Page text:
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Explosion hits Israeli-owned cargo ship in Gulf of Oman, no injuries

An explosion struck an Israeli-owned cargo ship sailing out of the Middle East on Friday, an unexplained blast renewing concerns about ship security amid escalating tensions between the US and Iran.

The crew and vessel were safe, according to the United Kingdom Maritime Trade Operations, which is run by the British navy. The explosion forced the vessel to head to the nearest port.

The site of the blast, the Gulf of Oman, saw a series of explosions in 2019 that the US Navy blamed on Iran against the backdrop of steeply rising threats between former US President Donald Trump and Iranian leaders.

Tehran denied the accusations, which came after Trump abandoned Tehran’s 2015 nuclear deal with world powers and reimposed harsh sanctions on the country.

In recent weeks, as the administration of Joe Biden looks to re-engage with Iran, Tehran has escalated its breaches of the nuclear accord to create leverage over Washington. The deal saw Tehran agree to limit its enrichment of uranium in exchange for the lifting of crippling sanctions.

Dryad Global, a maritime intelligence firm, identified the stricken vessel as the MV Helios Ray, a Bahaman-flagged roll-on, roll-off vehicle cargo ship. A United Nations ship database identified the vessel’s owners as a Tel Aviv-based firm called Ray Shipping Ltd.

Ray Shipping confirmed that one of its vessels carrying a “Bahamas flag” was damaged “when an explosion was heard in the Persian Gulf near the Straits of Hormuz.”

“The ship has 28 crew members. No one was hurt. The engine room was not damaged. It is on its way to the port of Dubai to fix everything necessary,” the company told the Times of Israel.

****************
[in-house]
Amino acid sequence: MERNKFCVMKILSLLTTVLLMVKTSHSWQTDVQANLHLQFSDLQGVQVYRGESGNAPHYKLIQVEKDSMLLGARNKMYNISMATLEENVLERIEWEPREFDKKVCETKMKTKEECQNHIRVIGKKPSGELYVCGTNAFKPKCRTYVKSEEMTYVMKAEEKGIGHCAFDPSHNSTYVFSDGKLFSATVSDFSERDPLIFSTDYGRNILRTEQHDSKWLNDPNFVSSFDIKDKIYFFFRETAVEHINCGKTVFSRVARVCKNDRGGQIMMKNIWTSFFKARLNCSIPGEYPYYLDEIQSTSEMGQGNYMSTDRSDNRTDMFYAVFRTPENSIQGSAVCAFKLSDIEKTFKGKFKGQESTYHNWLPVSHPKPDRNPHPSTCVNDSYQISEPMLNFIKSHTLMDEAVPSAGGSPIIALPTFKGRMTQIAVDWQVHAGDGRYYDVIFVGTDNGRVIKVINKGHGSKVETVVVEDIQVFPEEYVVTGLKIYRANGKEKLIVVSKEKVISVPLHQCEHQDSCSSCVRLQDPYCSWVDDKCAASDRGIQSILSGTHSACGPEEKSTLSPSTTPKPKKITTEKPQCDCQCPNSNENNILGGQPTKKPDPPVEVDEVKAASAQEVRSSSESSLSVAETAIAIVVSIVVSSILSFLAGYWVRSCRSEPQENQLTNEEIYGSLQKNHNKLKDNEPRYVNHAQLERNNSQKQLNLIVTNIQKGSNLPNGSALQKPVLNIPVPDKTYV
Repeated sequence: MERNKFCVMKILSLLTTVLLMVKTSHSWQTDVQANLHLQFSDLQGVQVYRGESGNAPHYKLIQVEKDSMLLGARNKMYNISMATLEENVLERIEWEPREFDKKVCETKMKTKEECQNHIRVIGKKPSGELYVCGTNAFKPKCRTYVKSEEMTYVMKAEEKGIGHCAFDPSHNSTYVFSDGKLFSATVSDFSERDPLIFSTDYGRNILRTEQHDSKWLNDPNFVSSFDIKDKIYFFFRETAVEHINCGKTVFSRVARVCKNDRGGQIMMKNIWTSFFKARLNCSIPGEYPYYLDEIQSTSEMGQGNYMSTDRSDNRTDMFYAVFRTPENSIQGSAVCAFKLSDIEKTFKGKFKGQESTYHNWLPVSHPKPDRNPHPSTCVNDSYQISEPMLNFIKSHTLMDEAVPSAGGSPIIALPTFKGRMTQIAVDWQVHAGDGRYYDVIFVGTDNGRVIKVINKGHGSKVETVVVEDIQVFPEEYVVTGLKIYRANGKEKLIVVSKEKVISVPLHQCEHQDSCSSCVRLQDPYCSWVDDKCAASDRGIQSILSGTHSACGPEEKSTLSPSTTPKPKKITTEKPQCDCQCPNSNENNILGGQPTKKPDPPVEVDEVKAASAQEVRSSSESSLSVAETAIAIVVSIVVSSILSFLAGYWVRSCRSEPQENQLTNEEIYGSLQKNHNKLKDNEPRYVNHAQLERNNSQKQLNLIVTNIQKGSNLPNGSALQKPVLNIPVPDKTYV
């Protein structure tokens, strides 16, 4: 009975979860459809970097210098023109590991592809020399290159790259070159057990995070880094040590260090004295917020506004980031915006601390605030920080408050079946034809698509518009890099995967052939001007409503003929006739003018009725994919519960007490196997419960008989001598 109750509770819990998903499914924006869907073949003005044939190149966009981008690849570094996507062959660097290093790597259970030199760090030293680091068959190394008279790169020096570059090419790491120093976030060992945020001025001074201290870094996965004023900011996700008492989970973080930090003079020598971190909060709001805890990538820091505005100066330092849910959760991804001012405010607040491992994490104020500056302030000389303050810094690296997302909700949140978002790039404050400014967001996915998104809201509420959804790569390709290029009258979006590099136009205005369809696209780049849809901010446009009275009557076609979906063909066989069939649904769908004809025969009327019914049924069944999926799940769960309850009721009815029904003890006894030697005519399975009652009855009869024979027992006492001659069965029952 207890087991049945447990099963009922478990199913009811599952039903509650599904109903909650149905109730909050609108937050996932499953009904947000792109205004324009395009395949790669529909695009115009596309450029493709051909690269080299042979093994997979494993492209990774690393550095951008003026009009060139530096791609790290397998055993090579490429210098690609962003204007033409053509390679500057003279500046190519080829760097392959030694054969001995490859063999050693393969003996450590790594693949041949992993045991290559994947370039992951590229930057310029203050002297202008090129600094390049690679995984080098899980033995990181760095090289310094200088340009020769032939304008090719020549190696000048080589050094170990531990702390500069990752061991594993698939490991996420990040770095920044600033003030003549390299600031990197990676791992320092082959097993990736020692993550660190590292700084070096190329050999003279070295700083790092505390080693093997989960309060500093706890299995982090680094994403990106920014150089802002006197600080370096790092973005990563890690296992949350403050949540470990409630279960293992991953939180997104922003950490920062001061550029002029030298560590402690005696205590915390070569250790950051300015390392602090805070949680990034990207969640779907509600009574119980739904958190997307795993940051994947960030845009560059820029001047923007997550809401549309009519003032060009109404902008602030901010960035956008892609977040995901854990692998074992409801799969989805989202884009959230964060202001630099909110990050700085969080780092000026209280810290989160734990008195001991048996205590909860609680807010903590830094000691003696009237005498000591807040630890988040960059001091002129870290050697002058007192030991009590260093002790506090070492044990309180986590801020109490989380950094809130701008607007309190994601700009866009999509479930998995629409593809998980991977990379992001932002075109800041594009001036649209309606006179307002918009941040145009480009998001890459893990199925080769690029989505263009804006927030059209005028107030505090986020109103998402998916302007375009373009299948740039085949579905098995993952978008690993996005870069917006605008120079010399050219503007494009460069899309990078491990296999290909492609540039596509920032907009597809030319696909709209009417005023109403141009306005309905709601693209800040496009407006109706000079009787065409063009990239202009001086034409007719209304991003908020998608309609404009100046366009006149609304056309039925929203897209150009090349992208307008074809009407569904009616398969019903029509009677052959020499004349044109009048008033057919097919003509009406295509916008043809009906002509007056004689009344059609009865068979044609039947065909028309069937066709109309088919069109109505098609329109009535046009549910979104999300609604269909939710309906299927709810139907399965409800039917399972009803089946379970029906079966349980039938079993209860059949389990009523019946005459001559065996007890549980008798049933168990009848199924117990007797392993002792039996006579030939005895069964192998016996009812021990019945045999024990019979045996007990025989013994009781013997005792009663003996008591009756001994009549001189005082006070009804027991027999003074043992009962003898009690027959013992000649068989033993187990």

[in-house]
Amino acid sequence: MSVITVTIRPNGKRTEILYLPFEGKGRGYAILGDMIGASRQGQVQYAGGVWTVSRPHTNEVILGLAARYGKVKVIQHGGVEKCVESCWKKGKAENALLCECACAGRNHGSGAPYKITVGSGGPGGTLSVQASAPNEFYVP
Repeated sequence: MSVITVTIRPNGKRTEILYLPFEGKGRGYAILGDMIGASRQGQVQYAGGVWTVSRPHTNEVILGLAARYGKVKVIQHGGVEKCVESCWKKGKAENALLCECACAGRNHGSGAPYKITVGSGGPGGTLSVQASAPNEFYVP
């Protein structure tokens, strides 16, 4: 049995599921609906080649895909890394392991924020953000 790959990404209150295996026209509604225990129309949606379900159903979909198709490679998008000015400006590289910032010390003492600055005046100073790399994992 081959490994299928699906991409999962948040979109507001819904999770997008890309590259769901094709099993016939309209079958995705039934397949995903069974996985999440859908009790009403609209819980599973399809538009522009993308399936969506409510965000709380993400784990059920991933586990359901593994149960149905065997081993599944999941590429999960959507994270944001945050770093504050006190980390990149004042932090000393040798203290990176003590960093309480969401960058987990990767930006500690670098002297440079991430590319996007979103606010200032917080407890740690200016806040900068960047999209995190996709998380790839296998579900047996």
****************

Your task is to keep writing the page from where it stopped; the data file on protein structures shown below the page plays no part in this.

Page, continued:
Satellite-tracking data from website MarineTraffic.com showed the Helios Ray had been nearly entering the Arabian Sea around 0600 GMT Friday before it suddenly turned around and began heading back toward the Strait of Hormuz. It still listed Singapore as its destination on its tracker.

Abraham Ungar, 74, who goes by “Rami,” is the founder of Ray Shipping Ltd., and is known as one of the richest men in Israel. He made his fortune in shipping and construction.

Ungar said he did not know exactly what had hit the vessel, which had several holes, but it was most likely “missiles or a mine placed on the bow.”

“Israeli authorities will investigate this together with me,” he told the Ynet news site. “I don’t think this deliberately targeted an Israeli-owned ship, that has not happened to me before.”

Ungar said it was most likely linked to previous attacks on shipping in the area. “I think it is part of the game between Iran and the US, that’s why they are hitting Western ships.”

According to the Nikola Y. Vaptsarov Naval Academy, where Ungar provides support and maritime training, he owns dozens of car-carrying ships and employs thousands of engineers.

The US Navy’s Bahrain-based 5th Fleet was “aware and monitoring” the situation, Cmdr. Rebecca Rebarich told the AP. She declined to immediately comment further.

While details of the explosion remained unclear, two American defense officials told the AP that the ship had sustained two holes on its port side and two holes on its starboard side just above the waterline in the blast. The officials said it remained unclear what caused the holes. They spoke to the AP on condition of anonymity to discuss unreleased information on the incidents.

While the circumstances of the explosion remain unclear, Dryad Global said it was very possible the blast stemmed from “asymmetric activity by Iranian military.”

As Iran seeks to pressure the United States to lift sanctions, the country may seek “to exercise forceful diplomacy through military means,” Dryad reported. Iran did not immediately acknowledge the incident.

The explosion on Friday recalled the summer of 2019, when the US military blamed Iran for suspected attacks on two oil tankers near the Strait of Hormuz, one of the world’s most strategic shipping lanes.

In the preceding months, the US had attributed a series of suspected attacks to Iran, including the use of limpet mines — designed to be attached magnetically to a ship’s hull — to cripple four oil tankers off the nearby Emirati port of Fujairah.

Header: In this Wednesday, April 15, 2020, photo made available by U.S. Navy, Iranian Revolutionary Guard vessels sail close to U.S. military ships in the Persian Gulf near Kuwait. U.S. Navy via AP

Source: TOI